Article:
When we go on a diet, we often add artificially sweetened drinks and low-calorie dishes to help us meet our goal, but we may be tricking our metabolism into piling on even more weight and triggering diabetes, says a new study from Yale University.
The sweetness in naturally sweetened foods tells the body the food contains energy, and the sweeter the food, the more energy it usually contains. But when a beverage is either too sweet or not sweet enough for the number of calories it contains, the body's normal metabolic response is disrupted.
The response explains the association between artificial sweeteners and diabetes discovered in earlier studies.
"A calorie is not a calorie," said senior author Dana Small, professor of psychiatry at Yale University School of Medicine.
The new study shows that sweetness helps to determine how calories are metabolized and signaled to the brain. When sweetness and calories are matched, the calories are properly metabolized, and this is registered by brain reward circuits.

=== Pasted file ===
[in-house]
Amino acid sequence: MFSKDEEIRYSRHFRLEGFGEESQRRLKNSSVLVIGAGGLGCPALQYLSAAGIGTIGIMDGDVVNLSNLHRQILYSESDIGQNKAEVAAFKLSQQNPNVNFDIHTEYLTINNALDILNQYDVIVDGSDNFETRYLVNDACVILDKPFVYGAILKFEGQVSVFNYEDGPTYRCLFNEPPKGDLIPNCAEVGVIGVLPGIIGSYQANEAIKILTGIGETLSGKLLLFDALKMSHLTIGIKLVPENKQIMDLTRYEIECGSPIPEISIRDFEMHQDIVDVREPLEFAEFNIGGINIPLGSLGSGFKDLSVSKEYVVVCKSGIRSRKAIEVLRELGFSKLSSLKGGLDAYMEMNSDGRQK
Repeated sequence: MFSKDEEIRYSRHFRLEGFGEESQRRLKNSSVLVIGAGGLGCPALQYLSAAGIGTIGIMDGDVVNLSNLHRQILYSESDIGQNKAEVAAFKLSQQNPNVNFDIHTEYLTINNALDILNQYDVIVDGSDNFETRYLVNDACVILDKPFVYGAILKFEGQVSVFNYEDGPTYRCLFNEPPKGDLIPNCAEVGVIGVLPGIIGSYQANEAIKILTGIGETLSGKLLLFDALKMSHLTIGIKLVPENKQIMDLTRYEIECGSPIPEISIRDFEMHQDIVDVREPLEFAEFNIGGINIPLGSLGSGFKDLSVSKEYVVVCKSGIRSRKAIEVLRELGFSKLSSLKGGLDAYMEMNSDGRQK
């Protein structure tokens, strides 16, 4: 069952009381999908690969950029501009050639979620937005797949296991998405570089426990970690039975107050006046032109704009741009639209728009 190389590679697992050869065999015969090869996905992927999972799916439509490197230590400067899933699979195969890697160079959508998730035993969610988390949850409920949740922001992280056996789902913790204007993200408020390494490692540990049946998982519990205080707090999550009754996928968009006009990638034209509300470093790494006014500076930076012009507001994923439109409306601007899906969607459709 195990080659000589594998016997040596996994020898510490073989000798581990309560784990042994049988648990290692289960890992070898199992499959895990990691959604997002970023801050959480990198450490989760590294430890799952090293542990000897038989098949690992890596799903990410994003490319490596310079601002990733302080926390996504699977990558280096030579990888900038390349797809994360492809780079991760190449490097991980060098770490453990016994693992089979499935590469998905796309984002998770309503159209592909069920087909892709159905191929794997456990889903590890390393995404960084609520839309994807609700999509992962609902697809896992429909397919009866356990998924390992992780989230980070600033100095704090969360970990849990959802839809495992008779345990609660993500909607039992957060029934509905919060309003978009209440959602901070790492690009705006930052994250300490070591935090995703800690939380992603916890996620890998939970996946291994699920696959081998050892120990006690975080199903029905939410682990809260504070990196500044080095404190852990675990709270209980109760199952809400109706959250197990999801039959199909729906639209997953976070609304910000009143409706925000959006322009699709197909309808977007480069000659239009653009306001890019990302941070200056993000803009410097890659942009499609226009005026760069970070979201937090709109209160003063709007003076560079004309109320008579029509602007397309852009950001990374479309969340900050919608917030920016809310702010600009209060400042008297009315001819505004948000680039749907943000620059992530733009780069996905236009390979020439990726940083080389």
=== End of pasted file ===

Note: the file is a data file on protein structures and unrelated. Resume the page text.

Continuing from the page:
However, when a "mismatch" occurs, the calories fail to trigger the body's metabolism, and the reward circuits in the brain fail to recognize that calories have been consumed. As a result, the person could be compelled to overeat.
"In other words, the assumption that more calories trigger greater metabolic and brain response is wrong," Small said. "Calories are only half of the equation; sweet taste perception is the other half."
Calories that aren't being metabolized were probably stored, she said, and may be an important clue into the mechanics behind metabolic syndrome, a condition that leads to heart disease and diabetes.
Small noted that it's not just soft drinks that contain mismatches, so do foods such as yogurt with low calorie sweeteners.
"Our bodies evolved to efficiently use the energy sources available in nature," Small said. "Our modern food environment is characterized by energy sources our bodies have never seen before."
The study was published in the journal Current Biology.
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